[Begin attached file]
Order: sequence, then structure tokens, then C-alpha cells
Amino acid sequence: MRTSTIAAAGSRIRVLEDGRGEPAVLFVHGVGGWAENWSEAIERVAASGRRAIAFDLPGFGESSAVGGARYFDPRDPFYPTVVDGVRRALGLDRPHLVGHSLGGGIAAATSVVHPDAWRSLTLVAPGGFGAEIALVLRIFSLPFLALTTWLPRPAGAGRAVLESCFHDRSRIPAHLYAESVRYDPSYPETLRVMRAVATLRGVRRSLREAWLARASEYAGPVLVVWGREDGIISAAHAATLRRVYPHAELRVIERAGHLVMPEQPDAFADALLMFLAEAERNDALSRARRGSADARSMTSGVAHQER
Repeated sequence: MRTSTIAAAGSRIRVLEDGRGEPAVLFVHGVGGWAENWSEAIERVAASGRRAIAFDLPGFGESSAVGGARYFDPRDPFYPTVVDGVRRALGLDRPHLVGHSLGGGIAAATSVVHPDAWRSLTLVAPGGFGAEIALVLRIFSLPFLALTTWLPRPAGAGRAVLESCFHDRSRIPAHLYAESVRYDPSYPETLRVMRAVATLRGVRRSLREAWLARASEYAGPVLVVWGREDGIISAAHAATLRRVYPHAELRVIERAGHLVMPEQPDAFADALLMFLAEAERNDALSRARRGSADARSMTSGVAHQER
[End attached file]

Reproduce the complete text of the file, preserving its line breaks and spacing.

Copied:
Order: sequence, then structure tokens, then C-alpha cells
Amino acid sequence: MRTSTIAAAGSRIRVLEDGRGEPAVLFVHGVGGWAENWSEAIERVAASGRRAIAFDLPGFGESSAVGGARYFDPRDPFYPTVVDGVRRALGLDRPHLVGHSLGGGIAAATSVVHPDAWRSLTLVAPGGFGAEIALVLRIFSLPFLALTTWLPRPAGAGRAVLESCFHDRSRIPAHLYAESVRYDPSYPETLRVMRAVATLRGVRRSLREAWLARASEYAGPVLVVWGREDGIISAAHAATLRRVYPHAELRVIERAGHLVMPEQPDAFADALLMFLAEAERNDALSRARRGSADARSMTSGVAHQER
Repeated sequence: MRTSTIAAAGSRIRVLEDGRGEPAVLFVHGVGGWAENWSEAIERVAASGRRAIAFDLPGFGESSAVGGARYFDPRDPFYPTVVDGVRRALGLDRPHLVGHSLGGGIAAATSVVHPDAWRSLTLVAPGGFGAEIALVLRIFSLPFLALTTWLPRPAGAGRAVLESCFHDRSRIPAHLYAESVRYDPSYPETLRVMRAVATLRGVRRSLREAWLARASEYAGPVLVVWGREDGIISAAHAATLRRVYPHAELRVIERAGHLVMPEQPDAFADALLMFLAEAERNDALSRARRGSADARSMTSGVAHQER